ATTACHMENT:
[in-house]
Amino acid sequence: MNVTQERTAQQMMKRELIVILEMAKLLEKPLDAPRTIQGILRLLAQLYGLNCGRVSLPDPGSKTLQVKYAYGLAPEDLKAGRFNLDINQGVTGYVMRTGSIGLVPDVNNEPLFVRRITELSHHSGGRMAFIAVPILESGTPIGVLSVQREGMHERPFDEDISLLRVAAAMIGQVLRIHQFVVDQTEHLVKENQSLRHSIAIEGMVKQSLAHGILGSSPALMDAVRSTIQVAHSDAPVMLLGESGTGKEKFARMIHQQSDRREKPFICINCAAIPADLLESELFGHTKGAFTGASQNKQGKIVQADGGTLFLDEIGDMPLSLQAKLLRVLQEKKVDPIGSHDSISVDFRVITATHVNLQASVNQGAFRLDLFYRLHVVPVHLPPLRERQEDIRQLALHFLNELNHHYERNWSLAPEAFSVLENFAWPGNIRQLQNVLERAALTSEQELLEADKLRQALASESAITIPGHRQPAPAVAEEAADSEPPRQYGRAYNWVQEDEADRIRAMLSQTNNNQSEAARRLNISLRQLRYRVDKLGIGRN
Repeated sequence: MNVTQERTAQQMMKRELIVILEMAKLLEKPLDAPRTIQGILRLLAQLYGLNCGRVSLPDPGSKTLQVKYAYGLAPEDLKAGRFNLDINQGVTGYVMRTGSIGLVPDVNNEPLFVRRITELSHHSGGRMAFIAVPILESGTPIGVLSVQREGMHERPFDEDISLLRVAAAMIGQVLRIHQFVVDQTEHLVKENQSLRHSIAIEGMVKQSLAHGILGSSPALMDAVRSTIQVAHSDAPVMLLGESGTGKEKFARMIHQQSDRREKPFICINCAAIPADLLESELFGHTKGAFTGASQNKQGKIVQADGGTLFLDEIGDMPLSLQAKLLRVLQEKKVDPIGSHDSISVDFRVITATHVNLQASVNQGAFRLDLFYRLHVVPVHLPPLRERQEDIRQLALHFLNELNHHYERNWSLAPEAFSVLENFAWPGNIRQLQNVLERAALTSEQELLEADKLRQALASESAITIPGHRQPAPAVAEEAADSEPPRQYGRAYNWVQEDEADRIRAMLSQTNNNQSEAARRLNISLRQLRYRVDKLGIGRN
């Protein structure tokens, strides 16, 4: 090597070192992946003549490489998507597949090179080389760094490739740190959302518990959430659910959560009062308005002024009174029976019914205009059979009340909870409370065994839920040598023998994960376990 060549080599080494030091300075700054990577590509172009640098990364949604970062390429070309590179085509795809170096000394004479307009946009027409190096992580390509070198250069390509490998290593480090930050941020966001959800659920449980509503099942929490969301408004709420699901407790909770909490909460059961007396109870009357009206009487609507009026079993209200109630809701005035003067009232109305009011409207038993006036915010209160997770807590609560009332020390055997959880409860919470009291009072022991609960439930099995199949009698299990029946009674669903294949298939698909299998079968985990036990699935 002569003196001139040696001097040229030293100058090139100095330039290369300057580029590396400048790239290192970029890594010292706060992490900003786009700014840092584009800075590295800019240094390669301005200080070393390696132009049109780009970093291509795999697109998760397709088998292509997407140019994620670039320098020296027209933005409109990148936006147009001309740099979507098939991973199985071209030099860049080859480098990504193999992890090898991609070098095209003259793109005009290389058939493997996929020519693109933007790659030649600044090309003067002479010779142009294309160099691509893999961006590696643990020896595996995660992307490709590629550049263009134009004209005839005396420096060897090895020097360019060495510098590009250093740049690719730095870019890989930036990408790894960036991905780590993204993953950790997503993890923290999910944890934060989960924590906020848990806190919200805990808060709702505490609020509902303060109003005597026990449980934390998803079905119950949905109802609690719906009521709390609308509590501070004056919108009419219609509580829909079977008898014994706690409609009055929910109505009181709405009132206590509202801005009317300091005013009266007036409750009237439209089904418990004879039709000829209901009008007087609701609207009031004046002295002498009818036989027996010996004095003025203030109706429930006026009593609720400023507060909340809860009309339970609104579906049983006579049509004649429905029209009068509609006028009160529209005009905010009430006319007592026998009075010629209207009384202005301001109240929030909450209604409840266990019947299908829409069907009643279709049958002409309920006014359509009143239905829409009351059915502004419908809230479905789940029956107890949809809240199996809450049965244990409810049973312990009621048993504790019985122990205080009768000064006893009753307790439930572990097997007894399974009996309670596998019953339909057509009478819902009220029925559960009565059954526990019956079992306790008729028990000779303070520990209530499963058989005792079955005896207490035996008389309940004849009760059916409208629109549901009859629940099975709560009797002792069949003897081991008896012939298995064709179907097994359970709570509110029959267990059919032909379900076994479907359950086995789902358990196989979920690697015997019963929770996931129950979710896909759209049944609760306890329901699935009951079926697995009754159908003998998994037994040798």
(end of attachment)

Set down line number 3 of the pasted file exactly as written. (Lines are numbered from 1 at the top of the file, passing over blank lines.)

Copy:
Repeated sequence: MNVTQERTAQQMMKRELIVILEMAKLLEKPLDAPRTIQGILRLLAQLYGLNCGRVSLPDPGSKTLQVKYAYGLAPEDLKAGRFNLDINQGVTGYVMRTGSIGLVPDVNNEPLFVRRITELSHHSGGRMAFIAVPILESGTPIGVLSVQREGMHERPFDEDISLLRVAAAMIGQVLRIHQFVVDQTEHLVKENQSLRHSIAIEGMVKQSLAHGILGSSPALMDAVRSTIQVAHSDAPVMLLGESGTGKEKFARMIHQQSDRREKPFICINCAAIPADLLESELFGHTKGAFTGASQNKQGKIVQADGGTLFLDEIGDMPLSLQAKLLRVLQEKKVDPIGSHDSISVDFRVITATHVNLQASVNQGAFRLDLFYRLHVVPVHLPPLRERQEDIRQLALHFLNELNHHYERNWSLAPEAFSVLENFAWPGNIRQLQNVLERAALTSEQELLEADKLRQALASESAITIPGHRQPAPAVAEEAADSEPPRQYGRAYNWVQEDEADRIRAMLSQTNNNQSEAARRLNISLRQLRYRVDKLGIGRN